Nadia Dowshen is a faculty member at PolicyLab at The Children's Hospital of Philadelphia (CHOP) and serves as Director of Adolescent HIV Services in the Craig Dalsimer Division of Adolescent Medicine at CHOP. She is also co-founder and medical director of the CHOP Gender and Sexuality Development Clinic which now provides medical and psychosocial support to more than 900 transgender and gender-diverse children and adolescents. Dr. Dowshen is also an Assistant Professor of Pediatrics, University of Pennsylvania School of Medicine and also provides general adolescent medical care at CHOP and Covenant House, PA, a youth shelter located in Philadelphia.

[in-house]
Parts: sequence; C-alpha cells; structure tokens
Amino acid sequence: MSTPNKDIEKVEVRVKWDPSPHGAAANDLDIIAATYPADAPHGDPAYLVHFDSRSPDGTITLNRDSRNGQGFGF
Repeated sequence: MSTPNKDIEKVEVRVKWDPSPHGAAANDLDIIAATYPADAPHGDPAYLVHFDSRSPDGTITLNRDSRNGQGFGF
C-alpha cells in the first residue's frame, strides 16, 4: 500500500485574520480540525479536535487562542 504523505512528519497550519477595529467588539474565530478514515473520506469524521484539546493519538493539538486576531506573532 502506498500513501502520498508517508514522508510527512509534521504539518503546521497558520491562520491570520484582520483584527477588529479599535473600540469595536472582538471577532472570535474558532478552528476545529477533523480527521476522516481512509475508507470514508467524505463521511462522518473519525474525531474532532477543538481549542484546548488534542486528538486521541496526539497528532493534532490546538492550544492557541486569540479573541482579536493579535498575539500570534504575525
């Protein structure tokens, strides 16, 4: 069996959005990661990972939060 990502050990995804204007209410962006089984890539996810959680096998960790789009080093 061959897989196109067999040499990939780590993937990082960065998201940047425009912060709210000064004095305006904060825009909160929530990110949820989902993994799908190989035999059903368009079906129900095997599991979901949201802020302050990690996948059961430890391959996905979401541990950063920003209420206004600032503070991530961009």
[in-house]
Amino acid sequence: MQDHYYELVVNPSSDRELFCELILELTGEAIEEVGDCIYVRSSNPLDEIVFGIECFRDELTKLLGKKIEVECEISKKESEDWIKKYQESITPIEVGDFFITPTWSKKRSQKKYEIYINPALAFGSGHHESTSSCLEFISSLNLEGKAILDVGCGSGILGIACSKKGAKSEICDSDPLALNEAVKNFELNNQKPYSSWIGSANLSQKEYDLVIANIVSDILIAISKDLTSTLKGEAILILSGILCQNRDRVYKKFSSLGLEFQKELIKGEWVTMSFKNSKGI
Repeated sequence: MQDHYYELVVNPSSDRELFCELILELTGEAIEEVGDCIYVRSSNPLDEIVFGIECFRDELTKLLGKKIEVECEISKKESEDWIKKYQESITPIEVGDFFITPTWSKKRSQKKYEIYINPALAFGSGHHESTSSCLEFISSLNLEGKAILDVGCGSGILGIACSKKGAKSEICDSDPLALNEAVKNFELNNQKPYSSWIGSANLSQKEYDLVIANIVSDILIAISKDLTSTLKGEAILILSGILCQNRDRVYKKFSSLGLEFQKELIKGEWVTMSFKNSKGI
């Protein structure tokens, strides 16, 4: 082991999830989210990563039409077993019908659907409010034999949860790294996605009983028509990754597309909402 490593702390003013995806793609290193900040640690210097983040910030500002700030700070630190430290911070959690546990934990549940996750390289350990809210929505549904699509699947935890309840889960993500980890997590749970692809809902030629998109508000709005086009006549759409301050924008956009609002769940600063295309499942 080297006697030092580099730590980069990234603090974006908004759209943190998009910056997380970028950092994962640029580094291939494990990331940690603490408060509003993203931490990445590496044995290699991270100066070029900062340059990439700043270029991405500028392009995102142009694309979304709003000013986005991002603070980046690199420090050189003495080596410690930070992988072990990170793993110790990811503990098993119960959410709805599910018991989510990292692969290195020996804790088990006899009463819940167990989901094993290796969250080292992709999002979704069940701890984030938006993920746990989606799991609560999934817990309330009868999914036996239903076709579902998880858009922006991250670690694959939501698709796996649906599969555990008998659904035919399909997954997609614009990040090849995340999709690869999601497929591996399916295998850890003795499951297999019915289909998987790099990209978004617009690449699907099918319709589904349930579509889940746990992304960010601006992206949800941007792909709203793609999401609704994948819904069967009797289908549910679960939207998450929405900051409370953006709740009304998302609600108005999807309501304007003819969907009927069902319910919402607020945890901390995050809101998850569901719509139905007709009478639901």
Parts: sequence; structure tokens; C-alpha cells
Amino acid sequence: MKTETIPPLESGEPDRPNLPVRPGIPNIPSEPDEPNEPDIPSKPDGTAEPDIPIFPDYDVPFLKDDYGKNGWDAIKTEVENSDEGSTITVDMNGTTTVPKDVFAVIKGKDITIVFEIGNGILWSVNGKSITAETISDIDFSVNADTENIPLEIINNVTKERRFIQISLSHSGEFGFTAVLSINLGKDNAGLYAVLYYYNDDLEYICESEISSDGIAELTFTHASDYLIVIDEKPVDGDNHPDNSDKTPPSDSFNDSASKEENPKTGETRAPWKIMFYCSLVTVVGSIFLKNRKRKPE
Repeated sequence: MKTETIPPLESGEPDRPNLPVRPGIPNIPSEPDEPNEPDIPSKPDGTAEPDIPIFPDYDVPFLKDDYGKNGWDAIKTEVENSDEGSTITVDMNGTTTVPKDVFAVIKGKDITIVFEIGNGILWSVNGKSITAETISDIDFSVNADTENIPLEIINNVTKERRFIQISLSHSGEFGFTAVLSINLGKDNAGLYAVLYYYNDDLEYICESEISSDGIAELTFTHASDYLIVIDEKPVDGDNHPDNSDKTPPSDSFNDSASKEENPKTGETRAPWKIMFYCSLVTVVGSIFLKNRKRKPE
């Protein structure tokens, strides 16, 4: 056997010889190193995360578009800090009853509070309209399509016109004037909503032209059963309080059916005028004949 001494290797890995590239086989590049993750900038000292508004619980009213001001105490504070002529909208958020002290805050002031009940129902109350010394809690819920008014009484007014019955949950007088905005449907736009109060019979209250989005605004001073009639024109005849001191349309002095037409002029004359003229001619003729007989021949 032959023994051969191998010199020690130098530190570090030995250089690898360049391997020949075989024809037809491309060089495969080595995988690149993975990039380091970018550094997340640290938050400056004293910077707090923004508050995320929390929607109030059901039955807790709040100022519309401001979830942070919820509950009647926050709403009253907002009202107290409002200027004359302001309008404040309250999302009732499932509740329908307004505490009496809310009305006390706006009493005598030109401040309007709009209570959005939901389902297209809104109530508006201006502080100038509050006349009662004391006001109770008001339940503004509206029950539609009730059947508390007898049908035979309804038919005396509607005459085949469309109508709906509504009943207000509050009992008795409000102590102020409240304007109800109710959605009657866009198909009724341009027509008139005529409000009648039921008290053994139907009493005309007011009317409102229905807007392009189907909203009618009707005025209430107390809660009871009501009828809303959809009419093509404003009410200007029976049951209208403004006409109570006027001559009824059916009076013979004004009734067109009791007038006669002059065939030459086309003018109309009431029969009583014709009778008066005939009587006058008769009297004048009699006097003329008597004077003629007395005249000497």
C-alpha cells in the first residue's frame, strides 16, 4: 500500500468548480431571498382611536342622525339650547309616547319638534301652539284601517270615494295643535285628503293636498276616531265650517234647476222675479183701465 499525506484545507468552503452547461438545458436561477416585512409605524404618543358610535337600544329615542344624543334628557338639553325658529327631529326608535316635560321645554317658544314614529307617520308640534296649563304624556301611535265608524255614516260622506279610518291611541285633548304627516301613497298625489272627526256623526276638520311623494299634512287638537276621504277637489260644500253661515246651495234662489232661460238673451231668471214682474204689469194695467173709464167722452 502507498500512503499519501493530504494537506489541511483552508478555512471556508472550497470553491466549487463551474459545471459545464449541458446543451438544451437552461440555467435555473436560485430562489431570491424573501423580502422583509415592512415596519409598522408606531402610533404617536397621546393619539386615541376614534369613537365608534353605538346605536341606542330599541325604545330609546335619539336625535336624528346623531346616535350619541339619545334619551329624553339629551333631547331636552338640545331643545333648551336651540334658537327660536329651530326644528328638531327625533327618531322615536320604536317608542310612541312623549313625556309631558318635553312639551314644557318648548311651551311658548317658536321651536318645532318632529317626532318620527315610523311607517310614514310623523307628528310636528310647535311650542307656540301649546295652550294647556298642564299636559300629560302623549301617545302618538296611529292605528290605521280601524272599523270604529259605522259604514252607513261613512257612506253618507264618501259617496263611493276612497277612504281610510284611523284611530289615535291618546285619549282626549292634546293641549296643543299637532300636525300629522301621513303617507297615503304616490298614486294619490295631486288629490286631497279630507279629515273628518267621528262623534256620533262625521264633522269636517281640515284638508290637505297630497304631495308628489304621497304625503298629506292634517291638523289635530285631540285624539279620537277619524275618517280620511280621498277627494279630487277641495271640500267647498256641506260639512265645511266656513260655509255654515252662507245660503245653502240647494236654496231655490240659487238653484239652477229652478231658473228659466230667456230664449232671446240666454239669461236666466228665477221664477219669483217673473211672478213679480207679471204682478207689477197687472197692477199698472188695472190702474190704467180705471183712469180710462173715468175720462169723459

Nadia Dowshen is collaborating with the Center for Experimental Ethnography and Joshua Franklin (MD-PhD student) on a Photovoice Project with transgender youth. This project seeks to make use of multi-modal techniques in order to work collaboratively to develop a community-driven agenda for transgender health research, to identify targets and strategies for developing new tailored interventions for trans women, and to use multimodal ethnography in the dissemination of public health research findings on HIV prevention and treatment within the trans community.
Monday, March 25- Tuesday, March 26 Mathangi Subramanian author of A People's History of Heaven
Please join the South Asia Center in welcoming Mathangi Subramanian for a Creative Ethnography Workshop for Students at 12:00 PM on March 25th, followed by a book reading of "A People's History of Heaven" at 5:30 PM at Penn Book Center. She will also be participating in a Book Panel with GSE Faculty on Tuesday, March 26th at 12:00 PM in Silverstein Forum of Stiteler Hall.